By they way – please do not play the media game of pretending that means I want to ban contraception.

  27. I was not talking about you Ian.

    But I am sorry you could not see the total amazing, ultra wonderfulness of my comment.

    By the way that is an interesting way of looking at Dawkins.

    The Puritans end up (over generations) as athiests.

  28. “The Puritans end up (over generations) as athiests.”

    I have no hard statistics to back this up, but the region of the U.S. in which the Puritans once held the greatest sway — New England — now seems to be the least-pious portion of the country. So Paul, your statement may be true.

    I am woefully ignorant of politics across the pond. But I’m beginning to bone up on them (this blog is my starting point), and they seem fascinating.

    My only exposure thus far, has been C-SPAN’s coverage of sessions of Parliament. I found these fairly informative, but mostly entertaining — even amazing. They really shout at each other a lot. Other than the green upholstery on their seats — which is very pretty — I don’t know how much of it I would want to import over here.

    We’re loony enough as it is. If those Martian bi-cranials mentioned earlier in this thread ever come to visit us, they will probably fly home, blow up the Rover and increase their interplanetary defense budget.

  29. “rabid intolerance for religion”

    Actually, it’s “rabid intolerance for religious beliefs affecting public policy with no regard for actual evidence” that’s the issue.

    I think horoscopes are just as silly as religion, but if my Parliament or Congress don’t make laws based on the position of the planets and stars then I don’t care if members are believers or not. Unfortunately, when it comes to religion, they do.

  30. “No Catholic theologian would just cite scripture (that is not how they work).”

    Indeed, but they have a perturbing habit of saying you know F-all about Catholicism and make you go all the way to the Catechism to show them what Catholic belief/opinion on a given topic actually is! (e.g. Matthew 27:52 and the zombie uprising.)

  31. “Your statement that Christopher Hitchens accepted that an unborn baby was a person – but still supported Roe V Wade.”

    Supported… Well, he opposed overturning it at least.

    Accepting, as one logically must, that a foetus is human is not the same as accepting that it is A human, a person or an individual. Rights, whatever rabid libertarians or religious people might think, are granted to people BY people. There is no other source, there is no outside observer. So it is by our* say so that redheads, Orientals or Arians are human and deserving of the rights we decide are universal to humans. This is a fairly modern development – and a good one in my opinion, for many reasons, not least of which is that it is logical and consistent with other rules and rights.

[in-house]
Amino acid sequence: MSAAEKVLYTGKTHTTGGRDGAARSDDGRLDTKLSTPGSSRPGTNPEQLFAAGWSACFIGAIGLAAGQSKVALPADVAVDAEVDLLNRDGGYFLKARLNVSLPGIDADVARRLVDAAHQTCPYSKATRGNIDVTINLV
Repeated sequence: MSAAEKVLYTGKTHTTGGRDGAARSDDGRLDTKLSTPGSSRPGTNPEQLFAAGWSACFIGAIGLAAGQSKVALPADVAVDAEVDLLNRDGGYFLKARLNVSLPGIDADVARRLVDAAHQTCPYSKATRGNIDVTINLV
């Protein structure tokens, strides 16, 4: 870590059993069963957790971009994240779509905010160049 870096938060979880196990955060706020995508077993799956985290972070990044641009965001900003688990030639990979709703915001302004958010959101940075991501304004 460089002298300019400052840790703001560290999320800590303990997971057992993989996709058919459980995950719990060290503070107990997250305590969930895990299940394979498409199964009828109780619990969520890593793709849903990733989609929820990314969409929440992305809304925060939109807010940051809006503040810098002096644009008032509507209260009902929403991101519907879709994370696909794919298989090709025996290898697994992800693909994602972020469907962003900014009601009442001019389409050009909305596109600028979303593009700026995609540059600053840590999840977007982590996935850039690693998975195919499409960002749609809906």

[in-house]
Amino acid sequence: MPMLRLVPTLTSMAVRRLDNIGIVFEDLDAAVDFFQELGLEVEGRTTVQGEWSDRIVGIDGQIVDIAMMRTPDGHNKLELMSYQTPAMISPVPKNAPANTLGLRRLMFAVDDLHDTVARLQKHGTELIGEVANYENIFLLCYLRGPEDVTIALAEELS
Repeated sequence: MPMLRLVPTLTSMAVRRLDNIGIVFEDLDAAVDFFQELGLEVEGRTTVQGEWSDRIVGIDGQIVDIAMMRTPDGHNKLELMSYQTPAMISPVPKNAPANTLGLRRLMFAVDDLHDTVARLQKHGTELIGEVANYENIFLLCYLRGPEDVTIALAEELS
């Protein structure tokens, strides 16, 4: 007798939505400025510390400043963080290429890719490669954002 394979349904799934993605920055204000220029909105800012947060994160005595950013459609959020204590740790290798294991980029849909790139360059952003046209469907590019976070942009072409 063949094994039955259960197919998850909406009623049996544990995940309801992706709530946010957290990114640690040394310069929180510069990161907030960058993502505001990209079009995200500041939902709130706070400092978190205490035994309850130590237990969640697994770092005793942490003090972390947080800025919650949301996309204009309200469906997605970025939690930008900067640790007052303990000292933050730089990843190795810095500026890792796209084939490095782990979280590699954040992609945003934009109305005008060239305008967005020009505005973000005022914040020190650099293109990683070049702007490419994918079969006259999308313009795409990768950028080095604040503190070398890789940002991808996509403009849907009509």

Children are always problematic when it comes to rights as they have a different set of rights than adults – less autonomy but more protection.

    In terms of Hitchens’ view, I can’t say, but I also hold what appears to be a contradictory view so allow me to present it and you may understand why it is possible to hold Hitchens’ position (even if my reasons actually differ from his.)

    Rights require sentience. Lifeforms without sentience require no care since they cannot be harmed in a way that matters to us (e.g. plants). Animals with sentience, or an ability to be harmed in a way that matters to us (usually to suffer) have very limited rights such as the right not to be tortured. A single human cell matters not a jot. Just because it is a fertilized egg doesn’t change that unless you are of the opinion that magic occurs and the fertilised egg is infused with some ineffable spirit that is undetectable and has no influence but fills the cell with ‘dignity’ and gives it inherent rights. Regardless of the idiocy of this opinion, even if it was true there is still a strong argument that it doesn’t get the right to residency in a woman’s womb or access to her blood supply and to impose the inherent health risks associated with pregnancy. Moving away from ‘magic’, as the egg develops it begins to be able to be harmed in ways that (should) matter to us and become more sentient hence the rights it has will (or should) increase as it matures. The law currently has a very rough version of this through abortion cut off dates and when foetal abuse can be committed by the mother by, for example, taking drugs.

    Taking this view, certain current versions of abortion violate the foetus’ rights, all abortions post-brain stem should be done as painlessly as possible, and as soon as the foetus nears viability it should be extracted not aborted and everything medically possible done to keep it alive, assuming it’s not suffering horrifically.

    *By the end of that sentence ‘our’ included redheads, Orientals and Arians – I wasn’t setting my particular age, gender, sexuality, colour or whatever apart.

  32. Richard Carey

    @ keddaw,

    “Rights, whatever rabid libertarians or religious people might think, are granted to people BY people. There is no other source, there is no outside observer. So it is by our* say so that redheads, Orientals or Arians are human and deserving of the rights we decide are universal to humans.”